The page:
More reaction to the SCOTUS ruling via Associated Press, this time from the financial services sector.
NEW YORK (AP) — Citi Investment Research analyst Carl McDonald:
“The decision to uphold the individual mandate was one of the few Supreme Court outcomes that shouldn’t result in much volatility — The decision essentially maintains the status quo. We can argue the stocks might be off a little, since there was hope the court would eliminate some of the negative aspects of health reform, but at the same time, it’s easy enough to argue for the stocks to rise a bit now that we’ve gotten through this significant overhang.
“The macro picture in the second half of 2012 seems to favor the managed care plans — If President Obama is re-elected, it again affirms to us the status quo that is currently reflected in valuations. If Republicans win in November, we would expect the group to rise up to 20 percent in the aftermath given the favorable impact Republicans could have on 2014 earnings. With the election polls basically 50/50 right now, that’s a pretty compelling risk reward scenario for the group.”
Goldman Sachs analyst Matthew Borsch:
“Managed Care: An incremental negative but may imply less uncertainty: We expect selling pressure on managed care given our belief that investors would have seen an overturn of reform as a better outcome for the sector. However, we think any selling pressure will be modest since this ruling is the outcome most investors had anticipated prior to the oral arguments in late March. Moreover, this ruling implies less uncertainty than any other outcome, in our view, and avoids the ‘mandate only’ outcome we believe many investors saw as ‘worst case.’ Meanwhile, this ruling is net positive for Medicaid names (Amerigroup Corp., Centene Corp., Molina Healthcare Inc., WellCare Health Plans Inc.) since Medicaid coverage expansion survives (even though the Court apparently has given states the ability to ‘opt out’ of the expansion). We maintain our ‘Neutral’ coverage view and 2012-2014 EPS, which already reflect current law, for Medicaid and commercial / Medicare.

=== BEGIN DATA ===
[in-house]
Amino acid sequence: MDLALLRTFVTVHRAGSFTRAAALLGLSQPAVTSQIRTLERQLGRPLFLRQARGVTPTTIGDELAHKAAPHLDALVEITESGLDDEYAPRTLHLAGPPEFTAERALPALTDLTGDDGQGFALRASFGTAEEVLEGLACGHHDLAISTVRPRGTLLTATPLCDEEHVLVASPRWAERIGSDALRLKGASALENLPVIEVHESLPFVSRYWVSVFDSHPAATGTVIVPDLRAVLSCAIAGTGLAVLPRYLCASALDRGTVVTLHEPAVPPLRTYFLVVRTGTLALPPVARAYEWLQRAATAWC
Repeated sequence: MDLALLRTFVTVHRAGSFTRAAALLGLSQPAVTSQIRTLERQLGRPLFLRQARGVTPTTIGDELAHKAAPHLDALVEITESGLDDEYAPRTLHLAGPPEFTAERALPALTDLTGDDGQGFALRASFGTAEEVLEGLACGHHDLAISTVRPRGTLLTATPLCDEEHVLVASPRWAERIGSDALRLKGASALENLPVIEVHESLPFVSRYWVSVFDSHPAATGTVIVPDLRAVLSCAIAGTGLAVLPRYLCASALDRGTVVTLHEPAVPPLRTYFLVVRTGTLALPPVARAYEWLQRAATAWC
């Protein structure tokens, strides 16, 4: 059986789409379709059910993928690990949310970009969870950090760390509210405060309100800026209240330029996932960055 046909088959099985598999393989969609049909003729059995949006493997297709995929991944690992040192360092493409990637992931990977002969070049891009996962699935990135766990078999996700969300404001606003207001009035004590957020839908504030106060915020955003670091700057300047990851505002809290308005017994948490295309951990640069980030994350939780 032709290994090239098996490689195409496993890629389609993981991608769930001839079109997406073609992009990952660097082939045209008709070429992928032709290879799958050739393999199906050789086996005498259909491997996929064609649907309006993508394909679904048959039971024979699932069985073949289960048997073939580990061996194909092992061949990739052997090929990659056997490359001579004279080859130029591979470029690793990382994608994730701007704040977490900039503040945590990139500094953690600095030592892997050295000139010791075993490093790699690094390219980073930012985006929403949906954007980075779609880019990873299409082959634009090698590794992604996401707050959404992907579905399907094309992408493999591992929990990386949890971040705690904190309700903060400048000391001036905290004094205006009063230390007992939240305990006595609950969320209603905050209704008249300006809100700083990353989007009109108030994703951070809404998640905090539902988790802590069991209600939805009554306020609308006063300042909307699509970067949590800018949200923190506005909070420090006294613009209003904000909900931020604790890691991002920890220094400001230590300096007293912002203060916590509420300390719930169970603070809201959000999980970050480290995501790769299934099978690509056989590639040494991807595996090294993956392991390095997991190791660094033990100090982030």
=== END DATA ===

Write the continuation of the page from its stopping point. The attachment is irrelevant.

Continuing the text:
Hospitals the ‘net winners’ under this outcome: We expect hospital names will trade up on this ruling as it represents their “best case” outcome, in our view, setting up 2014 to be a good year if the coverage expansion is fully implemented on schedule. However, pressures on the outlook from other sources (e.g., responses to the fiscal cliff) remain and uncertainty over the fate of reform will remain high ahead of elections. We maintain our earnings per share (already reflects current law) for our covered hospital names (HCA Holdings Inc., Community Health Systems Inc., and Tenet Healthcare Corp.).”
FBR Capital Markets analyst Benjamin Salisbury:
“On first read, we view this as most positive for hospitals and somewhat positive for pharma and insurers. It is likely to be viewed most negatively for medical device manufacturers and neutral to somewhat negative for rehab, nursing, and home health. This decision was largely unexpected as consensus expected a repeal of the individual mandate. Although that uncertainty has been alleviated, the law will continue to be a focus in the election and potentially Congress next year.”
A group of Jefferies & Co. analysts:
“A status quo Supreme Court decision provides visibility and clarity on the forward operating environment for both providers and payors. This morning’s rally in providers could be limited as investors turn their focus back to weak fundamentals, the upcoming elections and deficit-reduction initiatives. For payors, we expect better earnings performance in the second quarter (due to soft utilization trends) and Medicare Advantage and Medicaid member growth.”